Saint Francis of Assisi in Ecstasy

Though these are the origins of the music, the tradition of going from house to house singing songs is said to have originated with Saint Francis of Assisi, who, in 1223, was the first caroller. He was also the first person to include a crib or creche in his nativity scene, which was put up in the middle of the town square and was larger than life. It was around the nativity scene that he sang and danced with his followers, singing praises to the Lord with the joy of his faith. This form of worship spread quickly and was performed with enthusiasm.

Folk and secular carols have existed separately from the church throughout history, but it is difficult to find records of them. Because of this, historians do not know when dance carols first appeared, though there was some evidence in 15th-century England. The interesting thing was that though they were popular with the common people, and some had religious content, the music was never allowed in American or English church services until at least the late 19th century. The exclusion of this music was partly because the church did not appreciate the lively tones of the songs and because the music never originated from the church in the first place. Folk music was labelled pagan and sinful, and, in the 16th and 17th centuries, it was frowned upon by the Protestant Church who sought to purify the Church of England from Roman Catholic practices. The Church banned all celebrations surrounding Christmas, including carols, in what was known as the Puritan suppression.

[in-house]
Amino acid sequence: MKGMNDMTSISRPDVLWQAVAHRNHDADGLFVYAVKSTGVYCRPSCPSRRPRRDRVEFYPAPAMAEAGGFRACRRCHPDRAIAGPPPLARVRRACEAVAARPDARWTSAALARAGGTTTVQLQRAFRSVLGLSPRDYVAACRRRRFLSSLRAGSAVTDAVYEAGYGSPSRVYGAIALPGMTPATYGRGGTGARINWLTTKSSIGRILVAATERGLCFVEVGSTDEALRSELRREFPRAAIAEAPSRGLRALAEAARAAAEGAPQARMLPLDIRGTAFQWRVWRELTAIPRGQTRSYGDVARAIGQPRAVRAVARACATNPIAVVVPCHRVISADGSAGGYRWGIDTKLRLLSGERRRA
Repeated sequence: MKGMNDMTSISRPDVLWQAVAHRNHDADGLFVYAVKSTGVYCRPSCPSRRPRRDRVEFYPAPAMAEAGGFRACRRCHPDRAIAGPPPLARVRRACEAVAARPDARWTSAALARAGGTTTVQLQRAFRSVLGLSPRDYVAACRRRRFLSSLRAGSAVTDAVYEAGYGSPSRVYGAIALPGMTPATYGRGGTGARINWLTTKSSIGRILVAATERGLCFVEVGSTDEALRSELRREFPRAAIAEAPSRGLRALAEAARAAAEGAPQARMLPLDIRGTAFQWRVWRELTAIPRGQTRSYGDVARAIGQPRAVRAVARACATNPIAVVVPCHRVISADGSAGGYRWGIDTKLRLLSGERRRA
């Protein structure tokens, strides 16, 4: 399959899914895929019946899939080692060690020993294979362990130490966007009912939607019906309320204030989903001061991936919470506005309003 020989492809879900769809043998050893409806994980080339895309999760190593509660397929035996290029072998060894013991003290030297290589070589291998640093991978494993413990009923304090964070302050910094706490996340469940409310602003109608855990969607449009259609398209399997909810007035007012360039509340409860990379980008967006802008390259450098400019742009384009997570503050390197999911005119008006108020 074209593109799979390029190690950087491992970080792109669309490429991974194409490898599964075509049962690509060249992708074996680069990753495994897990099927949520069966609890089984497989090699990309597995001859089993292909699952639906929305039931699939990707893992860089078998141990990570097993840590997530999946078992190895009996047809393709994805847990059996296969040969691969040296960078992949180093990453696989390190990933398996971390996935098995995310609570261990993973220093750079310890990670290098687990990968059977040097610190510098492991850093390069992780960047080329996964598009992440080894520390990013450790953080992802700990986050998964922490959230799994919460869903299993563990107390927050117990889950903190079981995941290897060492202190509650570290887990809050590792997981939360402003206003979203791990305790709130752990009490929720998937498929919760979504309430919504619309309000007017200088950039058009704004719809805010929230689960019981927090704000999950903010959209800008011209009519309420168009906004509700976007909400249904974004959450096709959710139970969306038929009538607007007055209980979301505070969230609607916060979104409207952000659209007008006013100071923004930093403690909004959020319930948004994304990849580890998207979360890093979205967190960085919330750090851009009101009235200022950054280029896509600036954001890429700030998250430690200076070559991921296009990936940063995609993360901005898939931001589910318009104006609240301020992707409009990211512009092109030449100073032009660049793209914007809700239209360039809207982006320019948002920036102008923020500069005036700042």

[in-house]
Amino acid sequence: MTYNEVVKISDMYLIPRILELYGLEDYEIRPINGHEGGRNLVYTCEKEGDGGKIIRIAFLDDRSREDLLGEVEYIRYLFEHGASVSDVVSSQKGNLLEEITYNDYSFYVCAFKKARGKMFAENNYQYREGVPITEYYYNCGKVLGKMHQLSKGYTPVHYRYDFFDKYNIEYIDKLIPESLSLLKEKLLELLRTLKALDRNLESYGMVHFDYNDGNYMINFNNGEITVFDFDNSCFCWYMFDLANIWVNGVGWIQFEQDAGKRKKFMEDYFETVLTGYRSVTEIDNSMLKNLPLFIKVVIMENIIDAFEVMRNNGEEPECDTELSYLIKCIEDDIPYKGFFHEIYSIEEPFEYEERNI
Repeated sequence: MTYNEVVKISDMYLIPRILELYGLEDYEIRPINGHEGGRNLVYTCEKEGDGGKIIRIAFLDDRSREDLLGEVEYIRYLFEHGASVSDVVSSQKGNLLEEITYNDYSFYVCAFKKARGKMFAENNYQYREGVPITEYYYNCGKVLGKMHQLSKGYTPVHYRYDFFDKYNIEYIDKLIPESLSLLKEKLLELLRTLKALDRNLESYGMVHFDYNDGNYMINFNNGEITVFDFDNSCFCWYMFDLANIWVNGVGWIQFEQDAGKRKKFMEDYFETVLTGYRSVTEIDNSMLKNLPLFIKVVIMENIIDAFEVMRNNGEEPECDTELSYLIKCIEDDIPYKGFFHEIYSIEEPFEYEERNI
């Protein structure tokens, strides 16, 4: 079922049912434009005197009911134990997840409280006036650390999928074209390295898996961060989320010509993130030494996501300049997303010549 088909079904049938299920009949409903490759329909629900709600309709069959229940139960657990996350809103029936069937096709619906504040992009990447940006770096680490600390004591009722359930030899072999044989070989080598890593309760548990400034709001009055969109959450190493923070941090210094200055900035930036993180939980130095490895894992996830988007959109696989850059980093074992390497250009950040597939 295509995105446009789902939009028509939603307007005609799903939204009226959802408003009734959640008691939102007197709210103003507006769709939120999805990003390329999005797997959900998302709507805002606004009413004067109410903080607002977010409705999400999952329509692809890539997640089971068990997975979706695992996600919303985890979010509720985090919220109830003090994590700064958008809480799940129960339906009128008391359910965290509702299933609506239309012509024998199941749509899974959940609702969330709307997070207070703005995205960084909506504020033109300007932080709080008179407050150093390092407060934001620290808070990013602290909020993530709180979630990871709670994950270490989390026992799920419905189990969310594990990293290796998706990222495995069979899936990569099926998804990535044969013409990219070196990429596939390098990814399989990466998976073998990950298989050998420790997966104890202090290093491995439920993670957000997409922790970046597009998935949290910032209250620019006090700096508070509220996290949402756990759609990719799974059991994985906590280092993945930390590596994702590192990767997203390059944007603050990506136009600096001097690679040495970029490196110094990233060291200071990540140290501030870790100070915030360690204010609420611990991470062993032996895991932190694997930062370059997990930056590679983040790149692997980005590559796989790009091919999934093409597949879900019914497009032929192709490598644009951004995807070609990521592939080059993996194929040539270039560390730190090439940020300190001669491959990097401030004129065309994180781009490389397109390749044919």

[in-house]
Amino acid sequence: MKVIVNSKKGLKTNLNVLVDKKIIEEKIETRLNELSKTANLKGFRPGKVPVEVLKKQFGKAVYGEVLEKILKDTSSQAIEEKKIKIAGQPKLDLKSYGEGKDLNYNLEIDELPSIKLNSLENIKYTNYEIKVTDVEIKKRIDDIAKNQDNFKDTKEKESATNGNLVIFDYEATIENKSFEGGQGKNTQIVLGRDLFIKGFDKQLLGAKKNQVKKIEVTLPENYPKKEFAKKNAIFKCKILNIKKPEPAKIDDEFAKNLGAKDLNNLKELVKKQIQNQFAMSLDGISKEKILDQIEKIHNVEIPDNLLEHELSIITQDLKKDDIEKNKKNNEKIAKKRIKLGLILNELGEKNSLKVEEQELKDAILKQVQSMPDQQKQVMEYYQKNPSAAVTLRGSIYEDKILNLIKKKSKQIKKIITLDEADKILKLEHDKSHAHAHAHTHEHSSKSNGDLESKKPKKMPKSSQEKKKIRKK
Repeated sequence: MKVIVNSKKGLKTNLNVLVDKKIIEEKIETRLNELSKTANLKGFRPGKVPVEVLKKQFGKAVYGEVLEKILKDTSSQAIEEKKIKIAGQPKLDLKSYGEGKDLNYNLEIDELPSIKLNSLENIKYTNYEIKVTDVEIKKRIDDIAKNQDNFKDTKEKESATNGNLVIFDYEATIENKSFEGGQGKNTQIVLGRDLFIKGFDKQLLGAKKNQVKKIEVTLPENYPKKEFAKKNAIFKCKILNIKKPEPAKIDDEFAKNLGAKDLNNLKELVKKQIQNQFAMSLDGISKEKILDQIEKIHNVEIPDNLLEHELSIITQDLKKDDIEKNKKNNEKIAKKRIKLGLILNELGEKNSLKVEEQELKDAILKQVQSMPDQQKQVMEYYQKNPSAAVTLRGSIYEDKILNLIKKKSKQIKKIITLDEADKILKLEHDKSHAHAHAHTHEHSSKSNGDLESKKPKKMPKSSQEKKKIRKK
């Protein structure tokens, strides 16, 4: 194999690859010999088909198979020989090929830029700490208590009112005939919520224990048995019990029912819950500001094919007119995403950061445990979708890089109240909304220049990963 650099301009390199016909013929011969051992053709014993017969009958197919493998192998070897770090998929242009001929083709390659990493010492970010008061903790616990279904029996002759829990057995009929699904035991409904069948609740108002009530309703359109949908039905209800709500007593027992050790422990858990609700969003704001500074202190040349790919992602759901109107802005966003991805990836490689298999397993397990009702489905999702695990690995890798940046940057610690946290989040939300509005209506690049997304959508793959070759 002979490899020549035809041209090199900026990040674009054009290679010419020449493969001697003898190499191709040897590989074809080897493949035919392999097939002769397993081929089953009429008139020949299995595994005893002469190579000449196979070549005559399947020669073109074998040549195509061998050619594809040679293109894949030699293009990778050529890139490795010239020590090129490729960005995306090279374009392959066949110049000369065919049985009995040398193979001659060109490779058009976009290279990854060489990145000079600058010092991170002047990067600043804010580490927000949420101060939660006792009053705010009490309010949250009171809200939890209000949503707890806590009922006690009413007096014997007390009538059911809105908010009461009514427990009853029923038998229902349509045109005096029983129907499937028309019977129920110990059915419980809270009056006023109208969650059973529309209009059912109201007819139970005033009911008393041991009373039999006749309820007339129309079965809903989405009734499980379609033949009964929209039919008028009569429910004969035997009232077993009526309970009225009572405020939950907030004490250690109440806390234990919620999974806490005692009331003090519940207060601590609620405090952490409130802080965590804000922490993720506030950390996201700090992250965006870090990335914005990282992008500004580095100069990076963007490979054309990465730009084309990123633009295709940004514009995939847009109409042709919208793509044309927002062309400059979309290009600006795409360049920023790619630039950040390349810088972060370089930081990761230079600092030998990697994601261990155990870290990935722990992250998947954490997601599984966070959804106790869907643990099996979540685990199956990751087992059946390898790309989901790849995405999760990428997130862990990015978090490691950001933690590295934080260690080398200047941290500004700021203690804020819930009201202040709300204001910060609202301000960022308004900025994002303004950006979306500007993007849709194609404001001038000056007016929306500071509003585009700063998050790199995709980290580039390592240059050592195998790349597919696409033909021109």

Despite this, carols flourished elsewhere on the continent. At the end of the Puritan suppression, a collection of Swedish carols was translated into English and sung throughout England. Christmas carols were still a bigpart of court and peasant life which carried on into the middle of the 19th century. Secular music was used during feasts and celebrations, and household musicians and travelling minstrels would often perform at castles in exchange for food or a few farthings (Edwards, 1963). Singing processions were common and performers were expected to sing for their supper. During Christmas, minstrels would sing about the Yule log, wassail bowl, holly, mistletoe, and other symbols relating to Christmas.

Franz Gruber, Austrian composer of Silent Night

One of the most popular Christmas carols, ‘Silent Night’, was composed in 1818 by Franz Gruber. He was an organist for his church in the little village of Oberndorf, Austria. One Christmas Eve, he was dismayed to find that his organ was out of order and not able to be fixed in time for the Christmas morning service. He asked the pastor of his church, Joseph Mohr, to write a few verses, which Gruber then set to music, thinking a new hymn might make up for his lack of instrument. The next morning, he sang alongside a soprano with a guitar accompaniment, and thus the first performance of ‘Silent Night’ was sung that Christmas morning. Little did he know how popular that song would soon become!